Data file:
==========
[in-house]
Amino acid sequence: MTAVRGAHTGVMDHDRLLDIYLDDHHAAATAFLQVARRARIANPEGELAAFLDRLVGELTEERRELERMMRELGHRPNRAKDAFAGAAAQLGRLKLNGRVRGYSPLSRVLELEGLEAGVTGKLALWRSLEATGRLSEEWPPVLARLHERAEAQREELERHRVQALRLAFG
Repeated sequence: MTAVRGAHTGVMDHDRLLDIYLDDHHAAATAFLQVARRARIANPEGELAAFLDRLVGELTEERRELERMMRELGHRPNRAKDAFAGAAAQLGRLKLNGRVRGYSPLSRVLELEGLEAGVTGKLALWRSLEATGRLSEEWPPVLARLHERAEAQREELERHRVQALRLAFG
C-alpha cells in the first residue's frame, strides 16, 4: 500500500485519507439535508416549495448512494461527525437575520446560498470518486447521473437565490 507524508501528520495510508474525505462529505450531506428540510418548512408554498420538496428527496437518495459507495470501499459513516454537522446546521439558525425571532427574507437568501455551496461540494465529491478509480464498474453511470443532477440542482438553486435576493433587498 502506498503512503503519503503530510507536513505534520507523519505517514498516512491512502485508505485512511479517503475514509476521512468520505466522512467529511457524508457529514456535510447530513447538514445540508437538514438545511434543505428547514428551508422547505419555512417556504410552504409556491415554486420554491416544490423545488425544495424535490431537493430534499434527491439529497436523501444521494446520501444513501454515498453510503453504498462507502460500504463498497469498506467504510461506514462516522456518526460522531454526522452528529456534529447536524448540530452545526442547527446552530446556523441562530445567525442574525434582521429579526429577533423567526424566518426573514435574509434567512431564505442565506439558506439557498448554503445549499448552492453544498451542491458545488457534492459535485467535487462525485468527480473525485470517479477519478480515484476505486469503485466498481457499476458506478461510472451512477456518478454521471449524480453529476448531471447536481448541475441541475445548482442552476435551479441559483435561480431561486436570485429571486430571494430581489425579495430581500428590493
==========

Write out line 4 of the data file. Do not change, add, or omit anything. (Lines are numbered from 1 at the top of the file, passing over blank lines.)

C-alpha cells in the first residue's frame, strides 16, 4: 500500500485519507439535508416549495448512494461527525437575520446560498470518486447521473437565490 507524508501528520495510508474525505462529505450531506428540510418548512408554498420538496428527496437518495459507495470501499459513516454537522446546521439558525425571532427574507437568501455551496461540494465529491478509480464498474453511470443532477440542482438553486435576493433587498 502506498503512503503519503503530510507536513505534520507523519505517514498516512491512502485508505485512511479517503475514509476521512468520505466522512467529511457524508457529514456535510447530513447538514445540508437538514438545511434543505428547514428551508422547505419555512417556504410552504409556491415554486420554491416544490423545488425544495424535490431537493430534499434527491439529497436523501444521494446520501444513501454515498453510503453504498462507502460500504463498497469498506467504510461506514462516522456518526460522531454526522452528529456534529447536524448540530452545526442547527446552530446556523441562530445567525442574525434582521429579526429577533423567526424566518426573514435574509434567512431564505442565506439558506439557498448554503445549499448552492453544498451542491458545488457534492459535485467535487462525485468527480473525485470517479477519478480515484476505486469503485466498481457499476458506478461510472451512477456518478454521471449524480453529476448531471447536481448541475441541475445548482442552476435551479441559483435561480431561486436570485429571486430571494430581489425579495430581500428590493